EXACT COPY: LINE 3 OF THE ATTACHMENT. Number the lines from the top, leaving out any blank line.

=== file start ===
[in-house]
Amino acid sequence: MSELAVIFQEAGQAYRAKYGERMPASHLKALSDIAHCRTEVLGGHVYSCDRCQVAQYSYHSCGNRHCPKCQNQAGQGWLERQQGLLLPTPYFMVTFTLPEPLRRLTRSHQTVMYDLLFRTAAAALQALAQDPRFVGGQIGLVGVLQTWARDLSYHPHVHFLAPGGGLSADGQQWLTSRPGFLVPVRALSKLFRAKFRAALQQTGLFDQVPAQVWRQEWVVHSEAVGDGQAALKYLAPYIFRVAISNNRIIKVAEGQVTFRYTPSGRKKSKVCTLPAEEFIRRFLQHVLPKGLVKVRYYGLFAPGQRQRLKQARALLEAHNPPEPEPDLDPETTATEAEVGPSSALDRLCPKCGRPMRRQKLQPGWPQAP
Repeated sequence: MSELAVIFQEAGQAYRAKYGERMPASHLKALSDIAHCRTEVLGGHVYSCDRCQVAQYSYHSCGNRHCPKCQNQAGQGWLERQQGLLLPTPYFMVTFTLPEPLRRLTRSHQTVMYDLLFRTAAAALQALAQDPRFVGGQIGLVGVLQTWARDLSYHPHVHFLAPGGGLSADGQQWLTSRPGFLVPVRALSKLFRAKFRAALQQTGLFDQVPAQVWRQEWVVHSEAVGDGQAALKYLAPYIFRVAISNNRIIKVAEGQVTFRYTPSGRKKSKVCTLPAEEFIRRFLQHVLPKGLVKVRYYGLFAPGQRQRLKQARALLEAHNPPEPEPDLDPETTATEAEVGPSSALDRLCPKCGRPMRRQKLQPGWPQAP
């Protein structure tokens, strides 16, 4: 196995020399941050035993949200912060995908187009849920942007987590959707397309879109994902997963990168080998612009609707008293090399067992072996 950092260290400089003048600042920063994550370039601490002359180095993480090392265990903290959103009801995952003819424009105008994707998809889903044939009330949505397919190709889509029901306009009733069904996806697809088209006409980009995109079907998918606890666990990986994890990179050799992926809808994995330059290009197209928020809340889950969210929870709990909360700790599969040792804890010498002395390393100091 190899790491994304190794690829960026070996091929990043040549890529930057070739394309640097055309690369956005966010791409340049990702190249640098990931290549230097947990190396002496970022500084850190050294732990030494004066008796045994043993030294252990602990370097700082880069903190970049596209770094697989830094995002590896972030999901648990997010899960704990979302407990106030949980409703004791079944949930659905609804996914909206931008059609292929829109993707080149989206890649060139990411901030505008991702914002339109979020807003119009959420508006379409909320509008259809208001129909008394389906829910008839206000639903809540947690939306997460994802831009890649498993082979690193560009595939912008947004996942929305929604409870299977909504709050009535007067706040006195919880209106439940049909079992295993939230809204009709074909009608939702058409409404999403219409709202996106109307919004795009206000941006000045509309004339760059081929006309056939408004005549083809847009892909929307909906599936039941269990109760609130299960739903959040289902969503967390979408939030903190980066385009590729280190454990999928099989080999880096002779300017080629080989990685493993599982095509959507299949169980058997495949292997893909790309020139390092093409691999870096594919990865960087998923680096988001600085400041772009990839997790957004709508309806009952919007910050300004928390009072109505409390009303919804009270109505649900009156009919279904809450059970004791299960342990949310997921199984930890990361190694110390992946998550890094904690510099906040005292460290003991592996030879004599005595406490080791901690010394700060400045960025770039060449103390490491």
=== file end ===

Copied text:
Repeated sequence: MSELAVIFQEAGQAYRAKYGERMPASHLKALSDIAHCRTEVLGGHVYSCDRCQVAQYSYHSCGNRHCPKCQNQAGQGWLERQQGLLLPTPYFMVTFTLPEPLRRLTRSHQTVMYDLLFRTAAAALQALAQDPRFVGGQIGLVGVLQTWARDLSYHPHVHFLAPGGGLSADGQQWLTSRPGFLVPVRALSKLFRAKFRAALQQTGLFDQVPAQVWRQEWVVHSEAVGDGQAALKYLAPYIFRVAISNNRIIKVAEGQVTFRYTPSGRKKSKVCTLPAEEFIRRFLQHVLPKGLVKVRYYGLFAPGQRQRLKQARALLEAHNPPEPEPDLDPETTATEAEVGPSSALDRLCPKCGRPMRRQKLQPGWPQAP